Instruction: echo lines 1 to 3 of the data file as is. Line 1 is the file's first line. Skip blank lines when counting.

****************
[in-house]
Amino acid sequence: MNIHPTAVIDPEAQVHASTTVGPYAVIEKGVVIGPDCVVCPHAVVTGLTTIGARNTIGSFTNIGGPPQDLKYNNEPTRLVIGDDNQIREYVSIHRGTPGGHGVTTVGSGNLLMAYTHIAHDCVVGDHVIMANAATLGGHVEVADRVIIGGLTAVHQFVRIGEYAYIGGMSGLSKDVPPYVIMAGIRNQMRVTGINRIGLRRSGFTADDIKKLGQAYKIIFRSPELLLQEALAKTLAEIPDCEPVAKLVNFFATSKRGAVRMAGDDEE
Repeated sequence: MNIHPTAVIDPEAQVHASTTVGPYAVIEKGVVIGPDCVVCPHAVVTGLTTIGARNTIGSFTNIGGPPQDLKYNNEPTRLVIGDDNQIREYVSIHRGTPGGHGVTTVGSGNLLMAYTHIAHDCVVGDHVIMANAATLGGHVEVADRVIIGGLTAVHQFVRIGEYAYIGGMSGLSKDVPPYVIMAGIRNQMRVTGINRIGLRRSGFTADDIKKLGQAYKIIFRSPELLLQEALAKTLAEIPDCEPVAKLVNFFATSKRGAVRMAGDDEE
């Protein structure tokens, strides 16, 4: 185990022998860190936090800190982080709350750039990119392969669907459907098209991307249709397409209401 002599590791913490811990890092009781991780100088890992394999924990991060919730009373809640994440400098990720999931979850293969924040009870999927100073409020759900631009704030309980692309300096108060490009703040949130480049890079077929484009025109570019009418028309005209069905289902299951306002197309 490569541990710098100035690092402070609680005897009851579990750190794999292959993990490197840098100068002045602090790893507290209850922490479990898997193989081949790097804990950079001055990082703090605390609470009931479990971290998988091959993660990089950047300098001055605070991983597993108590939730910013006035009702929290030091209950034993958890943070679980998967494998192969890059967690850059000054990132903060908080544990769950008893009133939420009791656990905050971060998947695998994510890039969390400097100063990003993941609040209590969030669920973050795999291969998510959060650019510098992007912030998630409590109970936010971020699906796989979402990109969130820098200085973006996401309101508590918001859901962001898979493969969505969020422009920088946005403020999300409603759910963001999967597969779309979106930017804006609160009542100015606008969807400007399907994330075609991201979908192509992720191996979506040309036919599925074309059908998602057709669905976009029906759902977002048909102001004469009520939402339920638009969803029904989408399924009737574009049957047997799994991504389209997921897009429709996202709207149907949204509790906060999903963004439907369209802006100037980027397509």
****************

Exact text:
[in-house]
Amino acid sequence: MNIHPTAVIDPEAQVHASTTVGPYAVIEKGVVIGPDCVVCPHAVVTGLTTIGARNTIGSFTNIGGPPQDLKYNNEPTRLVIGDDNQIREYVSIHRGTPGGHGVTTVGSGNLLMAYTHIAHDCVVGDHVIMANAATLGGHVEVADRVIIGGLTAVHQFVRIGEYAYIGGMSGLSKDVPPYVIMAGIRNQMRVTGINRIGLRRSGFTADDIKKLGQAYKIIFRSPELLLQEALAKTLAEIPDCEPVAKLVNFFATSKRGAVRMAGDDEE
Repeated sequence: MNIHPTAVIDPEAQVHASTTVGPYAVIEKGVVIGPDCVVCPHAVVTGLTTIGARNTIGSFTNIGGPPQDLKYNNEPTRLVIGDDNQIREYVSIHRGTPGGHGVTTVGSGNLLMAYTHIAHDCVVGDHVIMANAATLGGHVEVADRVIIGGLTAVHQFVRIGEYAYIGGMSGLSKDVPPYVIMAGIRNQMRVTGINRIGLRRSGFTADDIKKLGQAYKIIFRSPELLLQEALAKTLAEIPDCEPVAKLVNFFATSKRGAVRMAGDDEE